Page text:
TV Rules Sports, For Better and For Worse

As if you needed a reminder that TV suits dictate sports scheduling to meet their needs, after waiting three days between NBA playoff games, and an eternity for series to complete, MLB announced World Series schedule changes. Game One will now be Wednesday, which means Game Seven could stretch the season into November.

The reasons are clear, more advertising dollars in prime time on weeknights, then the traditionally less viewed weekend time slots. What TV execs do not care about it is how a team may not play for as much as nine days before starting the series, the equivalent of summer vacation in a sport played almost everyday. Can we expect a team with a weeklong layoff to be at peak performance? The other negative is the weather. After just enduring a two-week period in early April that made Cheeseheads in Green Bay cringe, baseball is going to allow the most important games of the season be played under potentially adverse conditions. How much fun was that 1997 World Series in Cleveland? Speaking from late October experience, its not too much fun watching baseball with frostbite threatening your toes, and the thought of getting up for work in a mere hours. Another decision clearly driven by money and television, with total disregard for the fans, the players, and the product on the field. So much for an afternoon baseball game.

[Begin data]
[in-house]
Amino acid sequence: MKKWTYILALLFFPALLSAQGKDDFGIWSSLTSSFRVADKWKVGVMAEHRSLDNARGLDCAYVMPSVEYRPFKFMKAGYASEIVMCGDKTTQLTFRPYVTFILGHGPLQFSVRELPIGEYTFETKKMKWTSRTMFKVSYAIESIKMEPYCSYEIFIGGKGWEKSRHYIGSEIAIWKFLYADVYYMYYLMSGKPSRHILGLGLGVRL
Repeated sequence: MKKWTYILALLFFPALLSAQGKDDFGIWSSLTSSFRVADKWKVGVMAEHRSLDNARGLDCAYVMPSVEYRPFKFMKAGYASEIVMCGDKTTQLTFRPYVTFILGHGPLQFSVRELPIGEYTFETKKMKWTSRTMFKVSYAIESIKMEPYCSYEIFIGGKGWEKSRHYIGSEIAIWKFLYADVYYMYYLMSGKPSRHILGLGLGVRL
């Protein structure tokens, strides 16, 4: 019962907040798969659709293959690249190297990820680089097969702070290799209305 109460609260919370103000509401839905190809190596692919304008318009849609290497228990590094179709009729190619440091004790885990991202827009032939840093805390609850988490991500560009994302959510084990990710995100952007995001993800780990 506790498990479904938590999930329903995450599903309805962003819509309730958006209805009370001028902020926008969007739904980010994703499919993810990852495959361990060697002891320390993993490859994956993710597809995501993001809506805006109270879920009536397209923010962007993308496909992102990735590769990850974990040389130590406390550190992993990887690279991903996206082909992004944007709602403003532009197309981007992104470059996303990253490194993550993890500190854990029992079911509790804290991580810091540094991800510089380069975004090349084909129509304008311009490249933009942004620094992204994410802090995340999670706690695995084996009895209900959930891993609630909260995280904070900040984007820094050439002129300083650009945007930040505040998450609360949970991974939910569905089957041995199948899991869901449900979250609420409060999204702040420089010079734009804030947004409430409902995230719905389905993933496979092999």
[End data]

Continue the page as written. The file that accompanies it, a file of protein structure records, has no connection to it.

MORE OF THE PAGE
On the other side of the coin, NBC’s decision to cut away from NHL playoff hockey in favor of pre-race coverage of the Preakness was a fan-friendly decision. Hockey fans may not agree, but the numbers are clear, the horse race received a 5.3 rating and the hockey game a 1.4. NBC made more than three times as many people happy then they upset. If you can not please everyone, at least please the majority. While the motives were clearly money and contractual obligations, NBC scored one for the fans.

Hockey needs to take a long look at this decision and ponder reality. The sport has no television appeal in the US, and subsequently makes no money from TV in the States. Instead of compromising its playoff schedule in exchange for little public exposure and treatment like a redheaded stepchild, the league should ditch broadcast television and go exclusively cable, and perhaps be the first to go online for the playoffs. No matter what it thinks hockey is no longer, if it ever was, a big time sport. It should focus on catering to its niches and screw the big networks.


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